I would like to know what kind of toolkits, languages, libraries exist for agent-based modeling and what are the pros/cons of them?
closed as too broad by Zach Saucier, TylerH, J Richard Snape, Undo♦, QuantumMechanic Nov 17 '15 at 20:49
Please edit the question to limit it to a specific problem with enough detail to identify an adequate answer. Avoid asking multiple distinct questions at once. See the How to Ask page for help clarifying this question. If this question can be reworded to fit the rules in the help center, please edit the question.
I found a survey from June 2009 that answer your question:
Survey of Agent Based Modelling and Simulation Tools
Au. R.J. Allan
Agent Based Modelling and Simulation is a computationally demanding technique based on discrete event simulation and having its origins in genetic algorithms. It is a powerful technique for simulating dynamic complex systems and observing “emergent” behaviour. The most common uses of ABMS are in social simulation and optimisation problems, such as traffic flow and supply chains. We will investigate other uses in computational science and engineering. ABMS has been adapted to run on novel architectures such as GPGPU (e.g. nVidia using CUDA). Argonne National Laboratory have a Web site on Exascale ABMS and have run models on the IBM BlueGene with funding from the SciDAC Programme. We plan to organise a workshop on ABMS methodolgies and applications in summer of 2009. Keywords agent based modelling, Archaeology
I also recommend NetLogo. It is an IDE+environment+programming language based on logo (which was based on Lisp) which lets you build multi-agent models extremely fast. I have found that I can reproduce (simulate) algorithms from research articles in a couple of hours, algorithms that would have taken weeks to implement with other libraries.
You can check some of my models at this page.
I got introduced to Dramatis at OSCON 2008, it is an Agent based framework for Ruby and Python. The author (Steven Parkes) has some references in his blog and is working at running a language agnostic Actors discussion list.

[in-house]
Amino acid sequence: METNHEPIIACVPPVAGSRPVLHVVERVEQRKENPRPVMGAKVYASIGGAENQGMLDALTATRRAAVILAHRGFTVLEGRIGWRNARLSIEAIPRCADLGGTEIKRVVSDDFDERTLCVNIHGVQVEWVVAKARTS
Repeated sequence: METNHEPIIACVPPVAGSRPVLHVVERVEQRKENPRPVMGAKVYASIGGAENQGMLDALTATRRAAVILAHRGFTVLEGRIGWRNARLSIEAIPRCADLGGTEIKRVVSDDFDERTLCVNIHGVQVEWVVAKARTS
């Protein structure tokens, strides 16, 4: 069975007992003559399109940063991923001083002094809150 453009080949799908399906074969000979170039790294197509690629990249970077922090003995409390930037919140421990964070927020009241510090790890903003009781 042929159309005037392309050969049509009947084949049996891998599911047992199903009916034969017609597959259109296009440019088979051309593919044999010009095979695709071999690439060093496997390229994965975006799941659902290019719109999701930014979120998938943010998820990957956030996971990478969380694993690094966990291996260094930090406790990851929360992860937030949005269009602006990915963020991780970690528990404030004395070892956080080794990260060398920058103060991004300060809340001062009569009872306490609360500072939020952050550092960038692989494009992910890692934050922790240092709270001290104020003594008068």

This page at erights.org has a great set of references to, what I think are, the core papers that introduce and explore the Actors message passing model.
There is also a pretty good link in wikipedia:
On the modelling side, have a look at FAML, an agent-oriented modelling language. This is a pretty academic paper, but it may help depending on your interests: http://ieeexplore.ieee.org/xpl/freepre_abs_all.jsp?isnumber=4359463&arnumber=4967615
I know this is an old thread, but I thought it would not hurt to add some extra info. There is a great new website which is dedicated to agent-based modeling. The site contains links to papers, tutorials, tools, resources, and researchers working on agent-based modeling in a number of fields.
you should also have a look at Madkit and Turtlekit
I have experience programming agent-based models in several environments / languages. My opinion is that if you want to implement a relatively simple model, use Netlogo. It's also possible to use Netlogo for heavy-duty models as well (I've done this successfully), but at some point the flexibility of a programming language like java/python/c++ outweighs the convenience of the native methods available in Netlogo, especially when performance becomes a major issue.
Repast is becoming a bit bloated. If you are an experienced programmer, all you really need to start building an ABM is the ability to schedule events and draw random numbers. The rest (defining agents / environments and their behaviors) you can craft on your own. When it comes to managing the objects in your model, use the regular data structures you're used to (arrays / hashes / trees / etc.). To this end, I'm developing a very lightweight Java library called "ABMUtils" (on github) that implements a scheduler and wraps a random number generator. This is in the early development stage but I expect to flesh things out (keeping it simple) over the coming months.
If you are an evolutionary economist you can also check Laboratory for Simulation Development (LSD).
PHP and Java developers should take a look at KATO.